by Jack Fischer.
A few weeks ago, we touched on Lipper Loan Participation Funds and how the recent rise in yields has led to a significant increase in weekly net flows. Today, we pivot and dive into the Lipper Inflation Protected Bond Funds classification.
The Lipper Inflation Protected Bond Funds classification—including both conventional mutual funds and ETFs—realized a quarterly record of inflows in Q1 (+$19.2 billion) despite a negative Q1 return on average (-0.62%). For context, their average quarterly net flow dating back to 2003 is positive $1.7 billion. This Lipper classification saw net outflows this past fund-flows week for the first time in 28 weeks, ending the longest streak since the start of 2008 where they witnessed 70 straight weeks of inflows.
For more flow trends, check out the U.S. Weekly FundFlows Insight Report.
The Lipper Inflation Protected Bond Funds (IUT) classification is defined as funds that invest primarily in inflation-indexed fixed income securities. These funds are structured to provide protection against inflation. The economy heating up with inflation has been a hot topic for the markets since the CARES Act provided $2.2 trillion in economic stimulus back in March 2020. Since then, President Joe Biden has rolled out the $1.9 trillion coronavirus relief package as well as introduced a $1.8 trillion dollar America Families Plan. When an increasing amount of capital is injected into the markets, we often see input prices rise, which when passed on to the consumer means that our dollar does not necessarily afford us the same amount as before.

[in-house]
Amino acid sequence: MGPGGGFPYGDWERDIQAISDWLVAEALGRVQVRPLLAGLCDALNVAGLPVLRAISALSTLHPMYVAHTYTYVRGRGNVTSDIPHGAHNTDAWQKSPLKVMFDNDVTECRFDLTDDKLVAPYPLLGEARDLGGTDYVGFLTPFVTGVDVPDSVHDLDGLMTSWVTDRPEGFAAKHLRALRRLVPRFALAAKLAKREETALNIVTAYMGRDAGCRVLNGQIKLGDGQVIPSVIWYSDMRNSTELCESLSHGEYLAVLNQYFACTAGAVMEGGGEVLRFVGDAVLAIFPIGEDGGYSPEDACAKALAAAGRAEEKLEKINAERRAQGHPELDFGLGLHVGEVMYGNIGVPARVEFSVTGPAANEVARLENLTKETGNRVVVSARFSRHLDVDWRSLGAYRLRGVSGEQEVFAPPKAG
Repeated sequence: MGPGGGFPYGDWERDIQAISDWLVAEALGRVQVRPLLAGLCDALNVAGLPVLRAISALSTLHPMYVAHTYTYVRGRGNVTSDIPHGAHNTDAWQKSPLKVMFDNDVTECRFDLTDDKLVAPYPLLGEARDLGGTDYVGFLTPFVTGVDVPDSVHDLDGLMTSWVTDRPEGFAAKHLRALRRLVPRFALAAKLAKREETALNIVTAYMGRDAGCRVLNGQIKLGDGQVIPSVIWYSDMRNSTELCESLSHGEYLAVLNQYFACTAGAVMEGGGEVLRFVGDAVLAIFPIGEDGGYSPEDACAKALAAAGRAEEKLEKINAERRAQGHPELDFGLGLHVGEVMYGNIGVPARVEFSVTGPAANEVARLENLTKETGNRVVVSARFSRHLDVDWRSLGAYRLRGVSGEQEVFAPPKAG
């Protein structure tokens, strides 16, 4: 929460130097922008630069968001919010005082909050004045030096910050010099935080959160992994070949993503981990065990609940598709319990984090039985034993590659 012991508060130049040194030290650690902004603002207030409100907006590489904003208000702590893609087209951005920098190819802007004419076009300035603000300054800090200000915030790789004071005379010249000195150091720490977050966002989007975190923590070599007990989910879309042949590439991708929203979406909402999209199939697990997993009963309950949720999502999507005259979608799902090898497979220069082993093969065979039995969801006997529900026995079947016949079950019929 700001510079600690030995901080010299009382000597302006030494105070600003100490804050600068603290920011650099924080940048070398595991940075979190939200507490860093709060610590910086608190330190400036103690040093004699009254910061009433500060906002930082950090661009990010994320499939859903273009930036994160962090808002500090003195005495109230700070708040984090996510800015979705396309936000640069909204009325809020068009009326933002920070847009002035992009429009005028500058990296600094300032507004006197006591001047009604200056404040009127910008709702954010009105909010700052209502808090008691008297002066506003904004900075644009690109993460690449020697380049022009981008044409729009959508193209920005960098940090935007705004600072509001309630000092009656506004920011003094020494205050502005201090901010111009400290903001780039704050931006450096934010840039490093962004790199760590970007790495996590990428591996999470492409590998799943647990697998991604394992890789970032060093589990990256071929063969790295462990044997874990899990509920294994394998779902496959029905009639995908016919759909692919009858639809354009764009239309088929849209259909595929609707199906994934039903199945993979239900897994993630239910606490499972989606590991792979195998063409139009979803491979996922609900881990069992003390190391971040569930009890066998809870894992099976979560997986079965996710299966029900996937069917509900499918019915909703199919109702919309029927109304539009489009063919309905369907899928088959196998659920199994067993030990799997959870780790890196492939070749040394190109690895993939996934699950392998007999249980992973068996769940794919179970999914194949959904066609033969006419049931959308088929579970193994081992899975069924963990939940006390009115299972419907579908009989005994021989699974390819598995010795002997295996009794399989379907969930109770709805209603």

According to the Bureau of Labor Statistics, the CPI increased 0.6% in March—the largest one-month increase since August 2012. The increase was mainly attributed to the rise in the gasoline and natural gas index (+9.1% and +5.0%, respectively). The Chair of the Federal Reserve, Jerome Powell, has acknowledged the rise in prices, but suggests they are “transitory” as our economy reopens. Job numbers also play a role in the Fed’s policies. If the labor market tightens to where there are more job openings and fewer unemployed people, upward pressure on wages can ensue. Upward pressure on wages can create upward pressure on prices and around and around the cycle can go.
With all the inflationary concerns boiling in the market, how can investors gauge the temperature of inflation expectations? Well traditionally, the break-even inflation rate has been one indicator of future inflation expectations. The break-even inflation rate is the difference between the nominal yield of a fixed rate investment and the real yield of a comparable inflation-linked investment. The average 10-year break-even over the past 15 years is 2.01%. Over the past two years it is 1.67%. As of April 28, the 10-year break-even is 2.41%—a 17% increase since the start of the year and a 151% increase since the second week in March. 2020.
Much like 2008, weekly net inflows tell us investors are piling into Lipper Inflation Protected Bond Funds. As these inflationary pressures continue to surround the economy, flows will most likely persist into this classification. The question becomes whether the price jumps will be temporary spikes of demand as the world slowly reopens. Or are we destined for a more permanent higher cost of living?
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